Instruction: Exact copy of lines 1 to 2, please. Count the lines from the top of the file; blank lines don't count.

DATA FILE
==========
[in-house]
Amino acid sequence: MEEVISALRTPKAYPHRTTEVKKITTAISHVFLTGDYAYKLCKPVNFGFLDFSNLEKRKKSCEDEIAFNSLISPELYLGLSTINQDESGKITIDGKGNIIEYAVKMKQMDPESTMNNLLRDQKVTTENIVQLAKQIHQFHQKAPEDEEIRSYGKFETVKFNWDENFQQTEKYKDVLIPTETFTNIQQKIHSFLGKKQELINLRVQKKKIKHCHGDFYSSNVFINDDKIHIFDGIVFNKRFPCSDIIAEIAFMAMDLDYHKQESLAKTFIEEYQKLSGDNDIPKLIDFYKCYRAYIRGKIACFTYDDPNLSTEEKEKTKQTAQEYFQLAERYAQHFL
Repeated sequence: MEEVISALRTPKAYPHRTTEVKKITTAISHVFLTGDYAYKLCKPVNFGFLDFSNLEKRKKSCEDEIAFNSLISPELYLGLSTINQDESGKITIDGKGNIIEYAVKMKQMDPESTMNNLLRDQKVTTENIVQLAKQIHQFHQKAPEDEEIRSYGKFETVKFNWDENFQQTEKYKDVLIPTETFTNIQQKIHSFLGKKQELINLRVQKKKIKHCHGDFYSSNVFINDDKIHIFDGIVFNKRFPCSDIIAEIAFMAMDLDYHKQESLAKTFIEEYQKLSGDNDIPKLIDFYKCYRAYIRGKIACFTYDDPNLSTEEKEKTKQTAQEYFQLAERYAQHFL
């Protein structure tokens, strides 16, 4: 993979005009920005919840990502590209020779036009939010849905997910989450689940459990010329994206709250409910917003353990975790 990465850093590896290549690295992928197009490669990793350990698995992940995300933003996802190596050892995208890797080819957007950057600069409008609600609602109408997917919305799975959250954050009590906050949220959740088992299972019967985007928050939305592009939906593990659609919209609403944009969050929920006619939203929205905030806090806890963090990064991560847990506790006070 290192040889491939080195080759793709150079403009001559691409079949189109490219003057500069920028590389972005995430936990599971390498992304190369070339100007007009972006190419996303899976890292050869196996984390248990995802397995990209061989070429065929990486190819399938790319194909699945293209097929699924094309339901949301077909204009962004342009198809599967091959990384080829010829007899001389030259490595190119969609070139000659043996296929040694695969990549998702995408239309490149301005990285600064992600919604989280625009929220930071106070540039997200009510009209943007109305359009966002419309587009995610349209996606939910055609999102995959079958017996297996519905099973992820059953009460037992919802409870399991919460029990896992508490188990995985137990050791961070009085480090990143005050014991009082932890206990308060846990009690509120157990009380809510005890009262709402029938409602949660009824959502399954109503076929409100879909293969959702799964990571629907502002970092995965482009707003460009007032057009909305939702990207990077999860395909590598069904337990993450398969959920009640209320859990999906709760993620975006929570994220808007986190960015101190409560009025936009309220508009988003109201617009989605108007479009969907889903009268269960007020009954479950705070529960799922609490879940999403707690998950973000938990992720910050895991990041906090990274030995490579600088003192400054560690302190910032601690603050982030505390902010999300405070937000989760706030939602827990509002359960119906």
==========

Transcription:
[in-house]
Amino acid sequence: MEEVISALRTPKAYPHRTTEVKKITTAISHVFLTGDYAYKLCKPVNFGFLDFSNLEKRKKSCEDEIAFNSLISPELYLGLSTINQDESGKITIDGKGNIIEYAVKMKQMDPESTMNNLLRDQKVTTENIVQLAKQIHQFHQKAPEDEEIRSYGKFETVKFNWDENFQQTEKYKDVLIPTETFTNIQQKIHSFLGKKQELINLRVQKKKIKHCHGDFYSSNVFINDDKIHIFDGIVFNKRFPCSDIIAEIAFMAMDLDYHKQESLAKTFIEEYQKLSGDNDIPKLIDFYKCYRAYIRGKIACFTYDDPNLSTEEKEKTKQTAQEYFQLAERYAQHFL